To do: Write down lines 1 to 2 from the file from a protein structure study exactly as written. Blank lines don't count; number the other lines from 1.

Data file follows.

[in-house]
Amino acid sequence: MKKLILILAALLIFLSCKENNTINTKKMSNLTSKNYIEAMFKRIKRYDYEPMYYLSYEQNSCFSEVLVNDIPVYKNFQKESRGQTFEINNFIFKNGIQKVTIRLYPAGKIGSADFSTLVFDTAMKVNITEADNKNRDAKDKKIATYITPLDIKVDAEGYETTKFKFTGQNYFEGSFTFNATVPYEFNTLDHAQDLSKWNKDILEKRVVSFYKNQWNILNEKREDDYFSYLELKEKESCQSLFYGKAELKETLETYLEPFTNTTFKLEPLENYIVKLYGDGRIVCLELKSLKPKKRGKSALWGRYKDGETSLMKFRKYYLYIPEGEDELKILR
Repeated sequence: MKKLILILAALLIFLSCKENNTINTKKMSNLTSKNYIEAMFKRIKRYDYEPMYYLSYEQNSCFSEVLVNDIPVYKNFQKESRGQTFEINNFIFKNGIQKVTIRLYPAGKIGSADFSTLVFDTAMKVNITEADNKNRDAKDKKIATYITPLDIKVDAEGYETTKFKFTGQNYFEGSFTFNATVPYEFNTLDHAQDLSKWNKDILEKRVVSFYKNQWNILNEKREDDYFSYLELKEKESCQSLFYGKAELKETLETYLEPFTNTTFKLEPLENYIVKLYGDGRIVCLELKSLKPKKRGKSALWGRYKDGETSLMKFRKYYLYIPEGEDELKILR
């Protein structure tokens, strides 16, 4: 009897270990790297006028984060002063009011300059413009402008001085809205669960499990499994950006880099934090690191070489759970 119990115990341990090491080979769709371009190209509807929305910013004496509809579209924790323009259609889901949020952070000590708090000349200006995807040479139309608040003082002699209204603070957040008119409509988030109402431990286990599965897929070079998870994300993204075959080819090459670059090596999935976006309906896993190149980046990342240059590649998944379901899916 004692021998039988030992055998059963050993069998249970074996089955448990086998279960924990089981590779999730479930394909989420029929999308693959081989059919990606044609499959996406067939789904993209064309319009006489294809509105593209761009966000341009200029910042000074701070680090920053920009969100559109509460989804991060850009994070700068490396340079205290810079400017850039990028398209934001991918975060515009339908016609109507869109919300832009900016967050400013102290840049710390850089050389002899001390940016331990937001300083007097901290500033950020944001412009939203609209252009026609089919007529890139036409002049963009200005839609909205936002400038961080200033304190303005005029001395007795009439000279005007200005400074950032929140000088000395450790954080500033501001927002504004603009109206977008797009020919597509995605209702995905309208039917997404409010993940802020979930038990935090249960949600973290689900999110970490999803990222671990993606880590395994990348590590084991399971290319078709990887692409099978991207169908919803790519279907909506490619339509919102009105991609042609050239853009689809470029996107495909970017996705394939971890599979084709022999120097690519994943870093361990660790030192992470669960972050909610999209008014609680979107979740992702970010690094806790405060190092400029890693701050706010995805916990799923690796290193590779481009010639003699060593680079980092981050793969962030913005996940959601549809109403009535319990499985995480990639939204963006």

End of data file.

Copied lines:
[in-house]
Amino acid sequence: MKKLILILAALLIFLSCKENNTINTKKMSNLTSKNYIEAMFKRIKRYDYEPMYYLSYEQNSCFSEVLVNDIPVYKNFQKESRGQTFEINNFIFKNGIQKVTIRLYPAGKIGSADFSTLVFDTAMKVNITEADNKNRDAKDKKIATYITPLDIKVDAEGYETTKFKFTGQNYFEGSFTFNATVPYEFNTLDHAQDLSKWNKDILEKRVVSFYKNQWNILNEKREDDYFSYLELKEKESCQSLFYGKAELKETLETYLEPFTNTTFKLEPLENYIVKLYGDGRIVCLELKSLKPKKRGKSALWGRYKDGETSLMKFRKYYLYIPEGEDELKILR